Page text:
by Chris Haire
If it wasn't bad enough that has-been terrorist Osama bin Laden is taking credit for the Christmas Day airline near-bombing, now a U.S.-based terrorist-monitoring outfit IntelCenter is claiming that the wording of a recent message from the Saudi evildoer indicates that an attack appears to be imminent.
According to global news org AFP:
The group said it considered the language "a possible indicator of an upcoming attack" in the next 12 months.
"This phrase, 'Peace be upon those who follow guidance,' appears at the beginning and end of messages released in advance of attacks that are designed to provide warning to Al-Qaeda's enemies that they need to change their ways or they will be attacked," the group said.
The center said similar language attributed to bin Laden was made in a March 19 2008 condemnation of cartoons depicting the Prophet Mohammed which was followed by an attack on the Danish Embassy in Islamabad on June 2, 2008.
The phrase also was used in bin Laden's April 15, 2004 European truce offer, which was followed by Al-Qaeda attacks in London in July 2005, according to the IntelCenter, which said the 14-month lapse could be explained by the "difficulty" in actually putting an attack into operation.
Hmm. Let's see.
First starters, two incidents certainly don't indicate a trend.
And in regards to the attack on the Danish Embassy, that shouldn't have been too big of a surprise in the first place, following the Mohammed cartoon controversy stirred up by a Danish newspaper. It was quite a shitstorm. Heaven forbid, I'm going to source Wikipedia:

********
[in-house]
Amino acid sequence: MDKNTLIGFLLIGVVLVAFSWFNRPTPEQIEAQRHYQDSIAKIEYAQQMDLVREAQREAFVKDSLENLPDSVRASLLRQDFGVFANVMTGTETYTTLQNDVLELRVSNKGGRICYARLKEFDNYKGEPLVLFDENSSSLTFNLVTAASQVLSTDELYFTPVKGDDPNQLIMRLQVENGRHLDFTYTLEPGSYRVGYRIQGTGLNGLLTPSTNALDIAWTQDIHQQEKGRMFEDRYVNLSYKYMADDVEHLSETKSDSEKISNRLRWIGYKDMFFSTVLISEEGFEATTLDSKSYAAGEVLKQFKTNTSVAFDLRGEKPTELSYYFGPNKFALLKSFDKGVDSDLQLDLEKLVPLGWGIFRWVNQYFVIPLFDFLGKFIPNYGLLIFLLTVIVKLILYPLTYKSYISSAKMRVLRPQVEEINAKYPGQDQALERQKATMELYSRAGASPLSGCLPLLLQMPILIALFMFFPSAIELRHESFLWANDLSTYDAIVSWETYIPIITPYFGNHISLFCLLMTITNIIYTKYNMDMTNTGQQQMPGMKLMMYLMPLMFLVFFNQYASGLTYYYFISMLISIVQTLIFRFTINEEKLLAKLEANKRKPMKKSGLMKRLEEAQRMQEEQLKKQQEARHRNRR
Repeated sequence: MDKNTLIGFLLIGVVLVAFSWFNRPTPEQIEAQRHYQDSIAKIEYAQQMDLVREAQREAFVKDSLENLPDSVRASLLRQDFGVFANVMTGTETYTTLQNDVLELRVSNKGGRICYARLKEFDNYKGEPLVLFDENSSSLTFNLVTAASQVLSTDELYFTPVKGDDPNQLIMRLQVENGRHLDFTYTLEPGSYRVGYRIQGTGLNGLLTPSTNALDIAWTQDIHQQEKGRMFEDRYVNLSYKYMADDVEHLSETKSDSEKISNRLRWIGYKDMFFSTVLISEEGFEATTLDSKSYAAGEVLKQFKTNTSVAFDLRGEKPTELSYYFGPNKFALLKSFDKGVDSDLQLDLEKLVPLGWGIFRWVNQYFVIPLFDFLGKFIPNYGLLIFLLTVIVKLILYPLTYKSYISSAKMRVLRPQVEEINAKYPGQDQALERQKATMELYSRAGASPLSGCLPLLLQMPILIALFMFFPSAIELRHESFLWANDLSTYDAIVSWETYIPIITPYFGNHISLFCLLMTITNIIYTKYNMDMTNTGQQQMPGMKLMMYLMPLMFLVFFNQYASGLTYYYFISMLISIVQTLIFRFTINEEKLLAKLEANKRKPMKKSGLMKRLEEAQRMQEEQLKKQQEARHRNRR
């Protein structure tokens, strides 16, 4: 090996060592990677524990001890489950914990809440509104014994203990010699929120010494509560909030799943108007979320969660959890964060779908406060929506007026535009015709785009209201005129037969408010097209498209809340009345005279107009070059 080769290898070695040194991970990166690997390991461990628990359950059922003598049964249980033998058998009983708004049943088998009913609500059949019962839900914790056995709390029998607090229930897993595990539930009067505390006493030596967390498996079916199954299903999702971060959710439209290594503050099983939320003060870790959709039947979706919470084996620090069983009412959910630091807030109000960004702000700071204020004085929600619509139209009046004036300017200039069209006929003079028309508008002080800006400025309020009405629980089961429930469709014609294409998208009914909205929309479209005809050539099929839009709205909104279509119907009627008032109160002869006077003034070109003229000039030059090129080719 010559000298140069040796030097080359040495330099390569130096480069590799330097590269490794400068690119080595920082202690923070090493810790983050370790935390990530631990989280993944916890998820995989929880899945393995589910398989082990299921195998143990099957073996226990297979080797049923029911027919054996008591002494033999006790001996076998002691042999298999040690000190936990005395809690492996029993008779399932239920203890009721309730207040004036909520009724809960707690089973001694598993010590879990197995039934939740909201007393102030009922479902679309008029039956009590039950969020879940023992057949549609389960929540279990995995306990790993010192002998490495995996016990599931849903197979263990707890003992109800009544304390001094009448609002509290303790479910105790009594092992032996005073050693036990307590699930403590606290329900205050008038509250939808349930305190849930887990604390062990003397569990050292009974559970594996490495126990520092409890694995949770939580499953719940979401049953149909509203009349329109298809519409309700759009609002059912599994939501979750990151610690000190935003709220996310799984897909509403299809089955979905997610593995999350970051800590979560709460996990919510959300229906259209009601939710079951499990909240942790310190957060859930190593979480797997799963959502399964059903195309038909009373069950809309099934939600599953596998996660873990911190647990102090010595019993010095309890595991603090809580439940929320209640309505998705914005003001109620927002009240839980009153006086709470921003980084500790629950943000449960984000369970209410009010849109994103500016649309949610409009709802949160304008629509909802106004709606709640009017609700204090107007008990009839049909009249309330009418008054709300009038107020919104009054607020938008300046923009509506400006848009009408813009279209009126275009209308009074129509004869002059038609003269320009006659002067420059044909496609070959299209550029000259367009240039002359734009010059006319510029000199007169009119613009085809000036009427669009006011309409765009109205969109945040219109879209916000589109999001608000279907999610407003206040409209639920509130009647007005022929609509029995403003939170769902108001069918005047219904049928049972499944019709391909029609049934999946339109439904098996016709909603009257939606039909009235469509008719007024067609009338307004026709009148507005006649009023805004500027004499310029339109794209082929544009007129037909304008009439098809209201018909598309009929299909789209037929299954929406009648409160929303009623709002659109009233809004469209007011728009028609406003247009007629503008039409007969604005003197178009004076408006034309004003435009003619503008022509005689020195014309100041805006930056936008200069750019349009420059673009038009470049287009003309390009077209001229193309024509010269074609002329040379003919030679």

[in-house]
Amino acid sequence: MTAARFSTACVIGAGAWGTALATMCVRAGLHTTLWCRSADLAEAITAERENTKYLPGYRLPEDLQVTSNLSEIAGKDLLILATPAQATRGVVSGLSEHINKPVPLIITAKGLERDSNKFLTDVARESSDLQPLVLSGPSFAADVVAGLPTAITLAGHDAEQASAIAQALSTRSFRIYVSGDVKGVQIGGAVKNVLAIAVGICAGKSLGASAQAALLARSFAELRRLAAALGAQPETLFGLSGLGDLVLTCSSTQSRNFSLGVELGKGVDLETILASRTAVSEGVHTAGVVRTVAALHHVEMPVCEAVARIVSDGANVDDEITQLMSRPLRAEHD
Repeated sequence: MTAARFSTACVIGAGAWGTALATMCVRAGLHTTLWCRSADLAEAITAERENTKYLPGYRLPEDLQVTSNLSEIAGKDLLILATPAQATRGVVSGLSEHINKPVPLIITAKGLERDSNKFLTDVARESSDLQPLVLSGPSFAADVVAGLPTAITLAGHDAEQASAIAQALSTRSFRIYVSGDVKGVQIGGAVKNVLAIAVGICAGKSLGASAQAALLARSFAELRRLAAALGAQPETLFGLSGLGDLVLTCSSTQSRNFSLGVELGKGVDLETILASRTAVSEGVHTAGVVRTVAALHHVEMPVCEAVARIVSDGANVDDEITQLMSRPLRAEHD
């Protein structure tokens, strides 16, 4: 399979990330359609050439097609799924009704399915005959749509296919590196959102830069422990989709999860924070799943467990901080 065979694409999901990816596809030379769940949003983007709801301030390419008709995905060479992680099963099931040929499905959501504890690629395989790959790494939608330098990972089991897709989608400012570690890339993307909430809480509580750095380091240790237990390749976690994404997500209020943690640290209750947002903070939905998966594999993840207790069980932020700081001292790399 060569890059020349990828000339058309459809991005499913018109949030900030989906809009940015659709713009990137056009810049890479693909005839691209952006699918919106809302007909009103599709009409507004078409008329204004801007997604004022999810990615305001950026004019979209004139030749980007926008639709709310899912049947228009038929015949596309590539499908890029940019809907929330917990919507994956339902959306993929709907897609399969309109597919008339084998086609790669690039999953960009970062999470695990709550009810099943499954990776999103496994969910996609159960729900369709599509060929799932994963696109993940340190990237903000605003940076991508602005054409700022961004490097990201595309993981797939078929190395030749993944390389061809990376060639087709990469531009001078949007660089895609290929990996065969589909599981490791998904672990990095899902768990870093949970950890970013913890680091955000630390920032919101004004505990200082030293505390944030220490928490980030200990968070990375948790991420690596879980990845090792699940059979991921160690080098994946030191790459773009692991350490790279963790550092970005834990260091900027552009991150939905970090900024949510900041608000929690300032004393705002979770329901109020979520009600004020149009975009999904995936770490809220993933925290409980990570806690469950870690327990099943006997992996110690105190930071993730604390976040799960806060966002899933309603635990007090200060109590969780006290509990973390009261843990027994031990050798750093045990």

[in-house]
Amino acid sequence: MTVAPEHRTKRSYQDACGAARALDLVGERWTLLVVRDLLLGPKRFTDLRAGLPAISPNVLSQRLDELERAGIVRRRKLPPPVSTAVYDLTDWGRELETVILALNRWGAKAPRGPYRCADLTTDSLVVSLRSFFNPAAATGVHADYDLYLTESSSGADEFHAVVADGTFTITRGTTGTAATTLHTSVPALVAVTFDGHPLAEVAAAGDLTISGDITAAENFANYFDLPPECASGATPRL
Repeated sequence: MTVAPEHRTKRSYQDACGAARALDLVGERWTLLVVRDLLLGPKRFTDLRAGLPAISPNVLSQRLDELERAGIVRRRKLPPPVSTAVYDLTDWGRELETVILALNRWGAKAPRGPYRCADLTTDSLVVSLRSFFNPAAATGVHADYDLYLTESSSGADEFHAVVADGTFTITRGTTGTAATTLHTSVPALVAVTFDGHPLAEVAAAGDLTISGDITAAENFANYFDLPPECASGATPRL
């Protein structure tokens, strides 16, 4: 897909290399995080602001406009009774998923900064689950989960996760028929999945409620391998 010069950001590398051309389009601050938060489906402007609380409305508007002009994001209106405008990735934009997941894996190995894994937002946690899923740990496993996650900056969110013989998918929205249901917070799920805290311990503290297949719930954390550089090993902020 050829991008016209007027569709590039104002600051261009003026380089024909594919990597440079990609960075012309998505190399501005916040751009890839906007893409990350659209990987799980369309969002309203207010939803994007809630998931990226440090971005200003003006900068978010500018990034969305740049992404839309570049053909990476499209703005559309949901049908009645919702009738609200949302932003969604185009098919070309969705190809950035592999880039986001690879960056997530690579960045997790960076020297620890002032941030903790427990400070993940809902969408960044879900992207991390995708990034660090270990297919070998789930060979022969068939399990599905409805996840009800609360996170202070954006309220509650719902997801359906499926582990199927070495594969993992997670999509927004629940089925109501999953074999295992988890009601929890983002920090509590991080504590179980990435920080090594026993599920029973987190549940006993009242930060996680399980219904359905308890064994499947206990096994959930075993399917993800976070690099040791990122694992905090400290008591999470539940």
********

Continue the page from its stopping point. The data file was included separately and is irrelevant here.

This led to protests across the Muslim world, some of which escalated into violence with police firing on the crowds (resulting in more than 100 deaths, all together), including setting fire to the Danish Embassies in Syria, Lebanon and Iran, storming European buildings, and desecrating the Danish, Dutch, Norwegian and German flags in Gaza City. While a number of Muslim leaders called for protesters to remain peaceful, other Muslim leaders across the globe, including Mahmoud al-Zahar of Hamas, issued death threats. Various groups, primarily in the Western world, responded by endorsing the Danish policies, including "Buy Danish" campaigns and other displays of support. Danish Prime Minister Anders Fogh Rasmussen described the controversy as Denmark's worst international crisis since World War II.
Even more damaging to this fear-mongering theory is the fact that the second "proof" involves a 14-month difference between the time of the warning and the time of the attack. An indicator indeed.
Oh, and if you want to buy a wall-chart showing terrorist activity in Yemen, or perhaps a wall chart featuring the faces of known jihadists, IntelCenter has plenty for sale at $29.95. Real hardcore types can buy the World Terrorist Groups Intel Update for $649.
Jack Bauer doesn't hawk posters. Jack Bauer is not Tiger Beat.